This Is Not a Beard: Scenes From the Brooklyn Cyclones’ ‘Williamsburg Night’

Strict criteria for beard-based food vouchers. Photo: Chadwick Matlin

Thursday night was Williamsburg Night for the Brooklyn Cyclones, the Mets’ lovable Minor League team. Among the promised attractions: food vouchers for bearded fans, a postgame running of the bases for anyone wearing skinny jeans, and a shuttle bus from hipster ground zero. The evening started at Full Circle Bar, a Skee-Ball dive on Havemeyer. Twenty-five bucks bought you a beer, a hot dog, a ticket, and a ride. Thirty minutes before departure, a few dozen people milled in the bar. None drank PBR. Budweiser — the Fourth of July–edition can — was ascendant.

Paul Martino, a 29-year-old statistician, wore a 1979 Pirates World Champion vintage tee, and had Ryan Gosling’s hair and Wolverine’s beard. Martino is a part-time professional air guitarist (stage name: Math Romancer) who just finished sixth in a New York City contest, one spot short of qualifying for the next round. He’ll try again elsewhere later in the month. What’s his performance style? “I don’t do a lot of choreography; I do a lot of stream-of-consciousness air guitar.”

The transportation arrived — a yellow school bus. Purposely ironic, or inadvertently ironic? Unclear. Thirty or so people boarded; mostly white, mostly young, mostly part of Full Circle’s Brewskeeball circuit, a refuge for those who find bowling leagues too demanding. A blonde, pigtailed, tattooed woman called everyone’s attention to her smartphone so she could take a picture. Folks smiled and held up their hands, middle and ring fingers tucked in. Rock and roll. Beers in a cooler were on sale in the back of the bus.

Photo: Chadwick Matlin

Arriving in Coney Island, the group put on complimentary Brooklyn Cyclones jerseys. The postgame skinny jeans event was discussed. “It’s hipster night,” explained Sarah Knee, a 25-year-old who works in digital advertising. I corrected — it’s Williamsburg night. “Same thing,” she responded

Knee, a kickball player and Brewskeeball rookie, wasn’t pleased with the hipster stereotype, but she leavened her disappointment with detachment. “It’s everywhere. I don’t fight it. I don’t care enough. There are so many better insults!” She moved to Williamsburg from Bed-Stuy four years ago. “I became an alcoholic, and I figured the bars were close,” she joked.

A guy without a shirt on sat down in our section. He wouldn’t put one on until 8:47 p.m., 107 minutes after the game began. He had four tattoos and a studded belt. Nearby, a woman was wearing a hat that read “CUNT” in big embossed letters. Kids scampered about.

Photo: Chadwick Matlin

The game had begun. The Cyclones took an early lead despite a few questionable calls from the ump. The PA system cued up a “Charge!” cheer from the crowd with one of those fake organ loops. Someone in the Skee-Ball section played along and yelled “Charge!” His fellow spectators giggled.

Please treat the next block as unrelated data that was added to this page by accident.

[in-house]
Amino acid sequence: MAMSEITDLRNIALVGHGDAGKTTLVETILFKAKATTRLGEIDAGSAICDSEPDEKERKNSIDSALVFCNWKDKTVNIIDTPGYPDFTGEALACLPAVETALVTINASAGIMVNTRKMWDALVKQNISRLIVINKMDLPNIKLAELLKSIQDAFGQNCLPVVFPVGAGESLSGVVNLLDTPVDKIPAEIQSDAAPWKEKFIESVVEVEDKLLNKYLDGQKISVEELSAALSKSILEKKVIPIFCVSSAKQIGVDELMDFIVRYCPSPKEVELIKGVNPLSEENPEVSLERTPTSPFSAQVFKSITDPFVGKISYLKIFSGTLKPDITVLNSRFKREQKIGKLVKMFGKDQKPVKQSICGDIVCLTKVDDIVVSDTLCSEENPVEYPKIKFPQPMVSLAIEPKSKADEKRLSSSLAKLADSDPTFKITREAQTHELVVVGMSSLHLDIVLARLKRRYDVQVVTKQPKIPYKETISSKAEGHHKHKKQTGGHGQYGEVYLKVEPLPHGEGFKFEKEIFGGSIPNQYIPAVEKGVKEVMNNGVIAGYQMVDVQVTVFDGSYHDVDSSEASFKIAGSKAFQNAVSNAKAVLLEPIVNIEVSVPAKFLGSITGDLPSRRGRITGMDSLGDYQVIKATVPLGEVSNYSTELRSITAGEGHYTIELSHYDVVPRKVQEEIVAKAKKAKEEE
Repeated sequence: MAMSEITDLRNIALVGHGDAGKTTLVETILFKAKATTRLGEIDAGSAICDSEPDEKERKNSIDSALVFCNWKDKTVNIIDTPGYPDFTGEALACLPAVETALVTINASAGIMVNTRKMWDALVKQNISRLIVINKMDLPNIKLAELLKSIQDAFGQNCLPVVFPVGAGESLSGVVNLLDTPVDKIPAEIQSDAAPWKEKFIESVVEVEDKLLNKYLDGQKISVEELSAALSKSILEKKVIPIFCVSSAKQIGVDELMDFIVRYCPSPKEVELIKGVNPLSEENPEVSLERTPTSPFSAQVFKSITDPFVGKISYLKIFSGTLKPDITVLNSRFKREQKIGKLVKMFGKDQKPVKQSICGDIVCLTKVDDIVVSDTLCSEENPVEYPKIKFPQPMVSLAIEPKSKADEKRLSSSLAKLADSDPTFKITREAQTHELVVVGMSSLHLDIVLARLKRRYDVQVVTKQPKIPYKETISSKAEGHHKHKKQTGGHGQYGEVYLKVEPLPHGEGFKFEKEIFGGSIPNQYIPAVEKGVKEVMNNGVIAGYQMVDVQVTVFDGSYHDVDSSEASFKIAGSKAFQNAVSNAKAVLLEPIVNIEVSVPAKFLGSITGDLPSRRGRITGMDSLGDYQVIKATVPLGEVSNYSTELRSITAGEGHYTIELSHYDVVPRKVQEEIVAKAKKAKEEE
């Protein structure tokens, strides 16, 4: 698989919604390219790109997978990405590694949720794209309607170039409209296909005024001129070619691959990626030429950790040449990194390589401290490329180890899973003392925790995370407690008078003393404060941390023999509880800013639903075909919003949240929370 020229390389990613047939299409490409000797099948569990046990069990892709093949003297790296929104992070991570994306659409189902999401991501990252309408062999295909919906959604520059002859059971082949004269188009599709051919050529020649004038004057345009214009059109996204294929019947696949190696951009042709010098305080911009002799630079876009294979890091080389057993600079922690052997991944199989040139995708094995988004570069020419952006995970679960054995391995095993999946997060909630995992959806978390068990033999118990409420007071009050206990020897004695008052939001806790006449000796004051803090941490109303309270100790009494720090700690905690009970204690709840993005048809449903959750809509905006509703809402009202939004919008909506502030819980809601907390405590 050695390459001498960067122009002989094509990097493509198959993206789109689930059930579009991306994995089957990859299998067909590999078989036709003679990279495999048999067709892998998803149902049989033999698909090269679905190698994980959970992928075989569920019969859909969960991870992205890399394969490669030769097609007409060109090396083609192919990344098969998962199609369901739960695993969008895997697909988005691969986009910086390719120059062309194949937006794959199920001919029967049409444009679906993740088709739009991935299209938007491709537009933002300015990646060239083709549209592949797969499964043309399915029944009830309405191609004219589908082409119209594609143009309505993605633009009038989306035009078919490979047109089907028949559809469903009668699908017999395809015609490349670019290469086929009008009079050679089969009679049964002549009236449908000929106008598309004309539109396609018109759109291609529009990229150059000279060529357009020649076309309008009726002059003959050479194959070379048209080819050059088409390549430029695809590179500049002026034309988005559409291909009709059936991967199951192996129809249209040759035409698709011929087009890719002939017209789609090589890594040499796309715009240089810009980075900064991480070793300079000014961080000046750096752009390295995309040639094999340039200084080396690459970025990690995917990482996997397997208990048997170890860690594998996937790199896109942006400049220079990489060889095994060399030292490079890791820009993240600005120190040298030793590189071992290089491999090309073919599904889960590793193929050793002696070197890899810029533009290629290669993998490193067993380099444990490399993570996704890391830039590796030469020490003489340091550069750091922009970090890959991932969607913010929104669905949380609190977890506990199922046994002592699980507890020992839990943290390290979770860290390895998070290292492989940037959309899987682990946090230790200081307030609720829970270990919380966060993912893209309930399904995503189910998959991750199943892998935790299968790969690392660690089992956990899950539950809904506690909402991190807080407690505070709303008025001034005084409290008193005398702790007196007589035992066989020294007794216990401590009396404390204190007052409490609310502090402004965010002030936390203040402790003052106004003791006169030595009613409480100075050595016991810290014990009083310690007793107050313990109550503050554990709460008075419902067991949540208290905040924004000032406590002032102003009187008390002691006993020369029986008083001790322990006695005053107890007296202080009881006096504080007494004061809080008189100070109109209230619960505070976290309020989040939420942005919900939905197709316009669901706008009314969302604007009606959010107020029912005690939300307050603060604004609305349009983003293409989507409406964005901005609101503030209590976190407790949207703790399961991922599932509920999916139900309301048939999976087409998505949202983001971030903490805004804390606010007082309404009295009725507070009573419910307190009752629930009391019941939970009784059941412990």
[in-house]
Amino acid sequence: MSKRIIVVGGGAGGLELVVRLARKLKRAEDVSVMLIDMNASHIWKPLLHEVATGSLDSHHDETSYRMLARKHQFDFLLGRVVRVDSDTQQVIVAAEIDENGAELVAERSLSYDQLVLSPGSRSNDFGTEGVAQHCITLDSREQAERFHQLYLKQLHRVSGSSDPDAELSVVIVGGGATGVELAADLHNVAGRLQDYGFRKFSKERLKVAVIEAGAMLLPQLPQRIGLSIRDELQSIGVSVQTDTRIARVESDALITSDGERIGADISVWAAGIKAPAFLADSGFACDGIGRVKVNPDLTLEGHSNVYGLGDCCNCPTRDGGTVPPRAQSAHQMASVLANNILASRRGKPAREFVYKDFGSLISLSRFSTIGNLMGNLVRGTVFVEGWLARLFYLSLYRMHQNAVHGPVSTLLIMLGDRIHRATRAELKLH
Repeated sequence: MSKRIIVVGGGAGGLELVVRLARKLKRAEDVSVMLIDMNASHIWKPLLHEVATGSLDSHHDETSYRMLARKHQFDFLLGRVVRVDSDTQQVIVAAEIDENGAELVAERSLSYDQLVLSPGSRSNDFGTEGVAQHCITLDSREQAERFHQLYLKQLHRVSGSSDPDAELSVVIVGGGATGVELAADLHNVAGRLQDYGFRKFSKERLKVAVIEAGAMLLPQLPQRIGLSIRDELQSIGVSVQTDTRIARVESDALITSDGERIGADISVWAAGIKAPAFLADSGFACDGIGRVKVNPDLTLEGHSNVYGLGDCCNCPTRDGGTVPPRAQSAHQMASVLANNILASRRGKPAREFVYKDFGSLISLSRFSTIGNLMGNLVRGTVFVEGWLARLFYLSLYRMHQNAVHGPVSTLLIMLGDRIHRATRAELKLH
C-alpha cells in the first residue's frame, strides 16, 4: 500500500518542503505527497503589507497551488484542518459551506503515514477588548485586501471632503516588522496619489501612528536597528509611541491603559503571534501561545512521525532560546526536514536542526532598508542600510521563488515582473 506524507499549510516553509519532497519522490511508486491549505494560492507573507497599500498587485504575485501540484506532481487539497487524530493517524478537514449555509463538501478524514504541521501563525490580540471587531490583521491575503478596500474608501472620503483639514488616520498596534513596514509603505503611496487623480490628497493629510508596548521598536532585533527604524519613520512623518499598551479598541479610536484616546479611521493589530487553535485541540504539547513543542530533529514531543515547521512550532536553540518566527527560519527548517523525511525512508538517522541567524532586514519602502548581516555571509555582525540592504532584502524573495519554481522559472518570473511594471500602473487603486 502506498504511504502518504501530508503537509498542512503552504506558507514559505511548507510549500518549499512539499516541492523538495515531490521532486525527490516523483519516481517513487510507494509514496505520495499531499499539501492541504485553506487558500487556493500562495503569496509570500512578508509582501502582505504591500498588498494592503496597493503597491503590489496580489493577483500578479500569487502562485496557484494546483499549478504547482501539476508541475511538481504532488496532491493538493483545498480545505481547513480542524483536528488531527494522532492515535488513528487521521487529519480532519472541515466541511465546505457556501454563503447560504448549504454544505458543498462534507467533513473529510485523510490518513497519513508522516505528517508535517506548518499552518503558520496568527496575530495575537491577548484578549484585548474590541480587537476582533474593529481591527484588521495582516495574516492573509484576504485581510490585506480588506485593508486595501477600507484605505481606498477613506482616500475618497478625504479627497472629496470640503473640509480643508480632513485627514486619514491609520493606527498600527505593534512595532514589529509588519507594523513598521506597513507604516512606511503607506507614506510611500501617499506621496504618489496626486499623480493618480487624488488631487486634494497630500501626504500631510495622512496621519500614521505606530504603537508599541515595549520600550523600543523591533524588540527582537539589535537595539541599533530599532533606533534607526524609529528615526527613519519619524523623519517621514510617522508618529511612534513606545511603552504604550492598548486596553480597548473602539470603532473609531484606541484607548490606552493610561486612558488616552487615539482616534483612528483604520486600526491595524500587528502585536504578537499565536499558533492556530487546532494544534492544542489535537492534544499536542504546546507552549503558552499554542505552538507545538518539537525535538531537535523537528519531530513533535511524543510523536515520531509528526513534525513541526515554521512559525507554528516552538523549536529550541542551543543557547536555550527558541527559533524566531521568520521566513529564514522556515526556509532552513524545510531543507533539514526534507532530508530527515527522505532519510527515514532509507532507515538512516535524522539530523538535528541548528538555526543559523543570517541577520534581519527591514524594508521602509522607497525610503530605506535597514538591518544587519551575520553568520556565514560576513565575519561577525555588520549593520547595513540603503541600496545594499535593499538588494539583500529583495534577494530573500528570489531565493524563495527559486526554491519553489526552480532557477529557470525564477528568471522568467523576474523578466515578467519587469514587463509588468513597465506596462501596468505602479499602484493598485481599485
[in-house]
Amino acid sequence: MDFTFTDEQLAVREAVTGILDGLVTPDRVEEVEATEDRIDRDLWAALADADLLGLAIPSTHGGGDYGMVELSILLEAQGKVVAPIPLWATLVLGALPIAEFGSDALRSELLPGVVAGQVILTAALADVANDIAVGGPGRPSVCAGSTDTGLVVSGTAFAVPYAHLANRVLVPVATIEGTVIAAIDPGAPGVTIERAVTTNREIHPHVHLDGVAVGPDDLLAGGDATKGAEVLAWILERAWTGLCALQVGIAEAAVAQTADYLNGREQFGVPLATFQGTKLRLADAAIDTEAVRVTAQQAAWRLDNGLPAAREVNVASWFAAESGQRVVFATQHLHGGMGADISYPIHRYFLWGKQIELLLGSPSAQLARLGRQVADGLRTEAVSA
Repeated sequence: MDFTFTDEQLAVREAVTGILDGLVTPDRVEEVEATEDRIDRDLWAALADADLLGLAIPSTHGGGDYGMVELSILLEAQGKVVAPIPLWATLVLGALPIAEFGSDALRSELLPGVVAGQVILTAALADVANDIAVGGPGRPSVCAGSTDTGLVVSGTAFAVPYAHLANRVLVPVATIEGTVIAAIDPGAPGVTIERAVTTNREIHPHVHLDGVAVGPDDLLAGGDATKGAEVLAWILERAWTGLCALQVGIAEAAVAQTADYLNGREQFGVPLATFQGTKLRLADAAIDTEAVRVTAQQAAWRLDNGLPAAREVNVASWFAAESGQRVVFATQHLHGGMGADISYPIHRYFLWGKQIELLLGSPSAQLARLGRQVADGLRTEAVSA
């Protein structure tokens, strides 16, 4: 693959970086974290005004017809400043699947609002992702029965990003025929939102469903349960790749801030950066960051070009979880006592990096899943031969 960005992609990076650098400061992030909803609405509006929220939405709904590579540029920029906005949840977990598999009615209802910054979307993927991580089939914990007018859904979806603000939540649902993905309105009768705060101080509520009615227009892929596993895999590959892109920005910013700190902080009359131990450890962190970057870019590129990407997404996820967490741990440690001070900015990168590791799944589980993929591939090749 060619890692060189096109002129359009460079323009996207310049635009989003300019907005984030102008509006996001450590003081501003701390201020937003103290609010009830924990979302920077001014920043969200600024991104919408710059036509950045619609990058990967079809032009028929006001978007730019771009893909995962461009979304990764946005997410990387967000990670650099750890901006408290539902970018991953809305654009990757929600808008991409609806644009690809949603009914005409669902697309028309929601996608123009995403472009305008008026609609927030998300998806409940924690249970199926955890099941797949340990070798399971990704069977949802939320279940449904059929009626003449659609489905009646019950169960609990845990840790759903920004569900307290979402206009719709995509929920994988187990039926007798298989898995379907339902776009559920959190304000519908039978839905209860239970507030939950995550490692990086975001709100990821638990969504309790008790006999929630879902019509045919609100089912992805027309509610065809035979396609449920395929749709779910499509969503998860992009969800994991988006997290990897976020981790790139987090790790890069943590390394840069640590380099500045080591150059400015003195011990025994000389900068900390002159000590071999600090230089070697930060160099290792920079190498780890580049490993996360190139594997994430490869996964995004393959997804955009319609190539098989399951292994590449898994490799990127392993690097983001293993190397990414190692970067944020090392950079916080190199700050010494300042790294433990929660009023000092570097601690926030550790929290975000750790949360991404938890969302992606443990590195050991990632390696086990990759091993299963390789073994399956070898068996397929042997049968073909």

The Williamsburg contingent argued that the entire concept of hipster is asinine — a concoction of the media to trap a heterogeneous group of people inside an overly simplified archetype. And its association with Williamsburg, a place of racial, religious, and socioeconomic diversity, is just as lazy. “All it is is a neighborhood where like-minded people enjoy activities,” Andrew Harmon, a 30-year-old architect, said. He lives in Greenpoint.

John Fisk, a 35-year-old freelance graphic designer, suggested hipsterdom is nothing new. “Hipsters came out of the twenties, dude.” Fisk had a handlebar mustache and sideburns down to his jaw. (“I first did it for Kids vs. Cancer,” he said about his mustache. “I never did it before, decided to do it, to see how I like it.” He liked it.)

Photo: Chadwick Matlin

Across the stadium was a dude who came out of a much different Williamsburg in the fifties. Mike, who didn’t want to give his last name, is a 67-year-old who moved from Williamsburg to Queens when he was in grade school. What does he think about the neighborhood today? “Fuhgeddaboudit. It’s very different.” It’s cleaner and less gritty, he said, like the rest of New York City. “When I was growing up, you could tell where you were from how it smelled.” He swam in McCarren Park Pool (the old one), went to P.S. 19, and remembers when scooters “were a wire and wood milk crate, a two-by-four, and a roller skate nailed together.” I asked what he thought about hipsters. “Hey, everything changes,” he said.

On the field, the Cyclones were down to their final out. Men on first and second, bottom of the ninth, with Mets’ Über-prospect Brandon Nimmo at the plate. Ironic detachment was nowhere to be found among the Skee-Ball crew, which started “Let’s Go Cyclones” chants and recorded the at-bat with a video camera, one guy narrating with the boyish enthusiasm of Howard Cosell.

There’s the windup, and here’s the pitch: strike three. The ballgame is over. The Cyclones lose 5–4. There were a few groans.

The teams walked off the field, and the crowd began to file out. The PA announcer didn’t mention the skinny-jeans run — it appeared to have been canceled. The Skee-Ballers didn’t seem to mind.

Scenes From the Brooklyn Cyclones’ Hipster Night